Our study shows that giving 1000 mg meropenem as a 3-h EI Q8H can effectively achieve the target (fT > 2 µg/mL > 40%), providing adequate activity only against susceptible strains of Enterobacteriaceae, PsA and AcB. However, this regimen does not achieve fT > 4 µg/mL > 40% in one-third of patients. Also, Cp > 4 μg/mL within 1 h of starting the first dose is not achieved in one-fourth of patients with meropenem EI without a preceding bolus. These findings suggest that the routinely used EI of 1000 mg meropenem may not be adequate for empiric coverage of all non-resistant strains of these Gram-negative bacteria which are susceptible to increased exposure. The PK modeling and simulation showed that a dose of 1500 mg meropenem as a 3-h EI Q8H with a preceding bolus of 500 mg before the first dose would achieve the pharmacokinetic target of fT > 4 µg/mL > 40% in most of the patients.
Pharmacokinetics of meropenem are likely to be altered in patients with severe sepsis compared to healthy volunteers because of infusion of a large volume of fluids and blood products, increased capillary permeability, high cardiac output, augmented renal clearance, or renal hypoperfusion . Therefore, not surprisingly, Vd was found to be higher in our patients than reported in healthy individuals . The implications of our findings are that patients with severe sepsis or septic shock would require higher doses to account for increased Vd. Studies in which an EI was preceded by a bolus of meropenem have shown that the PK goals were achieved in a majority of patients [12, 17, 18]. A bolus dose preceding the EI would increase the Cmax as well as the Cp in the first hour. However, several other studies have shown that an EI without a preceding bolus is equally effective in conditions such as ventilator-associated pneumonia, febrile neutropenia with bacteraemia, hematopoietic stem cell transplantation, suspected Gram-negative infections and critically ill patients with septic shock requiring continuous renal replacement therapy [10, 13, 24,25,26,27,28,29]. In most of these studies, Cp remained greater than MIC for a greater fraction of time with the EI of meropenem without a prior bolus, compared to a 1-h infusion administration of meropenem. Our current regimen was based on these studies. However, we observed delayed Cp > 4 μg/mL in our patients. Based on our pharmacokinetic modeling, we determined that a bolus of 500 mg of meropenem would achieve Cp of 4 μg/mL and a bolus of 1500 mg would be sufficient to achieve Cp of 8 μg/mL almost immediately.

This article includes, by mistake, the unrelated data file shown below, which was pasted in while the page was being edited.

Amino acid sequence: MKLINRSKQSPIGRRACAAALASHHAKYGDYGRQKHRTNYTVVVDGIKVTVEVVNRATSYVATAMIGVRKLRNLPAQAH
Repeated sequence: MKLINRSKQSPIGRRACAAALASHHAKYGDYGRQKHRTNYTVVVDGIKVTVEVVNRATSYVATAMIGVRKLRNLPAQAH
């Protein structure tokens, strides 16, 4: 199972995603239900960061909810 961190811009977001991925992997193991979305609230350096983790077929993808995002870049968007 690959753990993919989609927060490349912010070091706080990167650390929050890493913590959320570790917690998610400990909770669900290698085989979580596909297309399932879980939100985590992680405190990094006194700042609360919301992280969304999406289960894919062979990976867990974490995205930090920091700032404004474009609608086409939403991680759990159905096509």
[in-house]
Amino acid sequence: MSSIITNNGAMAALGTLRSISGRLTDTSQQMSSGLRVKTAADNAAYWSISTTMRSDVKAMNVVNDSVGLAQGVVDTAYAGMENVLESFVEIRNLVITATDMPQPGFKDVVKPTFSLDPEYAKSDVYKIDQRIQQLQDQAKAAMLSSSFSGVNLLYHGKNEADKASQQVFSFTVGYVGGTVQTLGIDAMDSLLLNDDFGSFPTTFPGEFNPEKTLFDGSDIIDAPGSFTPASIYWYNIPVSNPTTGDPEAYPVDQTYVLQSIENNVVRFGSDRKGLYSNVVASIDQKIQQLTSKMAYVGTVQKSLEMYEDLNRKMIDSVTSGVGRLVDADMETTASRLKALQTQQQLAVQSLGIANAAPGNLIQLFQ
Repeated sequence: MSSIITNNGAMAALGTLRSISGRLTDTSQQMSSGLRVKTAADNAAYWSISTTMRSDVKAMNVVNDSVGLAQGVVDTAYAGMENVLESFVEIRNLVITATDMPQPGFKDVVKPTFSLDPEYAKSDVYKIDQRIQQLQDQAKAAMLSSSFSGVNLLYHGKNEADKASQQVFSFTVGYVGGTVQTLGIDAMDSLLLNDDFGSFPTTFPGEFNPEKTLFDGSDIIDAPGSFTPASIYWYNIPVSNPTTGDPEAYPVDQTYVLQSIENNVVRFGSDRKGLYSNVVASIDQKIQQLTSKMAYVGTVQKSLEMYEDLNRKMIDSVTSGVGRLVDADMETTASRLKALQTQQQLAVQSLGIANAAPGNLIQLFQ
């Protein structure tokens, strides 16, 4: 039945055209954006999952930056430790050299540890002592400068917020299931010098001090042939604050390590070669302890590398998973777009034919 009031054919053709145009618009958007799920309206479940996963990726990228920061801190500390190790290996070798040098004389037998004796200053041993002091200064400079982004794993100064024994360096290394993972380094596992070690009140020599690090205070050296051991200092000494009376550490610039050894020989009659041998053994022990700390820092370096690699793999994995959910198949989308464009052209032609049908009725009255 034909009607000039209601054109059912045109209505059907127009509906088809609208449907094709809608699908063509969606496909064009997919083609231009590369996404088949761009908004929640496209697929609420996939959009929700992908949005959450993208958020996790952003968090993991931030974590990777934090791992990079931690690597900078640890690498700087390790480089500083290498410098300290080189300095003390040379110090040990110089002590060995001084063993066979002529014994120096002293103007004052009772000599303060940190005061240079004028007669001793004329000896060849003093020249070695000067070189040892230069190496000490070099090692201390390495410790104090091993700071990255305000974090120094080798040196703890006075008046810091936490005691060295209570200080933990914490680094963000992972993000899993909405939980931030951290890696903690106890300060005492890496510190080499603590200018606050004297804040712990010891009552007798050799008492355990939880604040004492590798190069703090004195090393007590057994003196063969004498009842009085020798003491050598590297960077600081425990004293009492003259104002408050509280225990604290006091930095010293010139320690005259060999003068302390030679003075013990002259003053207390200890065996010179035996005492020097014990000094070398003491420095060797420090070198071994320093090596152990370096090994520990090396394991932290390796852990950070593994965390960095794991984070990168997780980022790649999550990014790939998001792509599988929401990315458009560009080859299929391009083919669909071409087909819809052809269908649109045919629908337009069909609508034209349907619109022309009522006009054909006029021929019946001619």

EI of 1000 mg of meropenem could not achieve the pharmacodynamic goal of fT > 4 µg/mL > 40%. Since meropenem is usually initiated in ICU as empirical therapy, it may be highly desirable for the dose to cover most of the organisms including the strains with MIC breakpoints higher than 2 µg/mL which can be susceptible at an increased exposure. Based on our pharmacokinetic modeling, meropenem at a dose of 1500 mg, rather than 1000 mg, given as an EI with a preceding bolus of 500 mg before the first dose would achieve this therapeutic target. Many authors believe in a more aggressive pharmacodynamic target of fT > MIC = 100% for prolonged or continuous infusions . However, meropenem is known to have post-antibiotic effect (PAE) against both Gram-positive and Gram-negative organisms , particularly when Gram-positive and Gram-negative organisms like E. coli and PsA were exposed to the meropenem levels four times the MIC for 2 h .
In our PK modeling and simulation, a target of fT > 4 µg/mL = 100 could be achieved in very few patients with Q8H dosing. Hanberg et al. have also observed attainment of fT > MIC > 40 and inability of the meropenem EI to achieve both fT > MIC = 100, and fT > 4 × MIC = 100 . We observed a rapid fall of Cp between 6 and 8 h and the greater probability of achieving fT > 4 µg/mL = 100 and fT > 8 µg/mL = 100 by increasing the frequency to Q6H instead of Q8H. A follow-up study with this regimen would validate this hypothesis.
The PK characteristics of meropenem in plasma described in the present study are similar to those from previous studies performed in critically ill patients [10,11,12]. Patients with sepsis and septic shock are known to have variable pharmacokinetics. The decrease in Vd (39.2%) and an increase in Cl (32.4%) from day 1 to day 3 in our study was not statistically significant. Further, no statistically significant difference was observed between survivors and non-survivors with respect to changes in Vd and Cl from day 1 to day 3.